It may be a fairly recent addition to the British winter calendar, but Black Friday is a shopping institution that has been established in the US since the 1950s, and has been firmly embraced by UK shoppers in the past four years. No longer just a day event, Black Friday has become a week long phenomenon and in some cases, a whole month. So what are the opportunities for retailers to stand out amidst the frenzy of offers?
The origins of Black Friday
Black Friday is a tradition that originated in the United States, marking the day after Thanksgiving (often a public holiday), and since 1952 has been regarded as the first day of the Christmas shopping season.
Black Friday began with many major retailers (and now several smaller ones) opening their doors for trade earlier than usual and in addition, offering promotions and deals on vast quantities of products, with the intention of driving a large number of sales by close of business. The attractive offers and exclusive promotions now often result in customers queuing for hours (or physically fighting off other shopper) to get their hands on heavily discounted items – but at 75% off, who wouldn’t want a second microwave?
The importance for retailers (both online and high-street)?
It could be said that Black Friday (and now Cyber Monday – the online equivalent) are promotional gimmicks manufactured to promote sales figures or attract more online traffic and in-store footfall. Indeed, consumer group Which? recently warned shoppers to be wary of Black Friday deals that may not be offering all that they seem.
In previous years some major retailers and brands have resisted discounting products perhaps due to a fear of sacrificing hard-earned brand equity. But with the prospect of losing out on sales to competitors most major retailers now tend to take part in some way or another.
Since Black Friday reached national popularity in 2013/4, UK sales growth hit a record 13% – according to MasterCard – as the ‘you snooze you loose’ attitude took hold of the population and the streets were flooded with potential customers waving cash around trying to find the nearest deal.
However, the excitement of going to the high street to bargain hunt has started to wither, this being apparent as Black Friday nationwide footfall was significantly down in 2016 (source: Ipsos), despite more awareness of the event and better-prepared retailers communicating deals earlier and across various marketing channels.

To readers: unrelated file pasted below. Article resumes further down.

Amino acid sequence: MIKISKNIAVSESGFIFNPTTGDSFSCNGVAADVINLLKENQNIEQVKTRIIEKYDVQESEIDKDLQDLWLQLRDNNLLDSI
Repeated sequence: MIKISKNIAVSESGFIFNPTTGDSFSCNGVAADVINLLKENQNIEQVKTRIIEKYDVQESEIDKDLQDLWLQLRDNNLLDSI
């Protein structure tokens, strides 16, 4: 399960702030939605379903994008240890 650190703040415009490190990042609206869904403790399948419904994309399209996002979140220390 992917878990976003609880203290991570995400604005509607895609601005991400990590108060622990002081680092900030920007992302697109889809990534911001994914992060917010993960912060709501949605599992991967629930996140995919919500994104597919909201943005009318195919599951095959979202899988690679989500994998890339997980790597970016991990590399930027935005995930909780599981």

Social media marketing opportunities for retailers
With experts predicting that over £10 billion will be spent during this ‘Black Friday week’ in the UK alone, how can retailers and brands target their marketing to stand out in this chaotic discounted marketplace?
Many online retailers have adopted social commerce to direct their brand messaging through social media platforms, using the ripple effect of Facebook whispers to drive sales pitches directly to the screens of millions of prospective buyers. As many as 40% of Brits say that they plan to shop online rather than face the crowded high streets and shopping malls tomorrow. The broad appeal being that these buyers can simply click’n’ buy, then eagerly await the delivery of their new shoes rather than face the retail battlefield of Black Friday high streets.
Whether it be buy buttons on Facebook, direct response formats on Instagram or shopping ads on YouTube, retailers can tailor their sales techniques through a number of social channels. Besides, with the majority of online Black Friday shoppers aged 16-34 there’s even more reason to employ targeted social advertising to reach your audience.
But that too is a crowded arena and brands wanting to move towards a more social sales horizon need to be increasingly creative with how they target consumers, and how they make that purchase journey more appealing – be that online or on the high street.23.11.17 Archive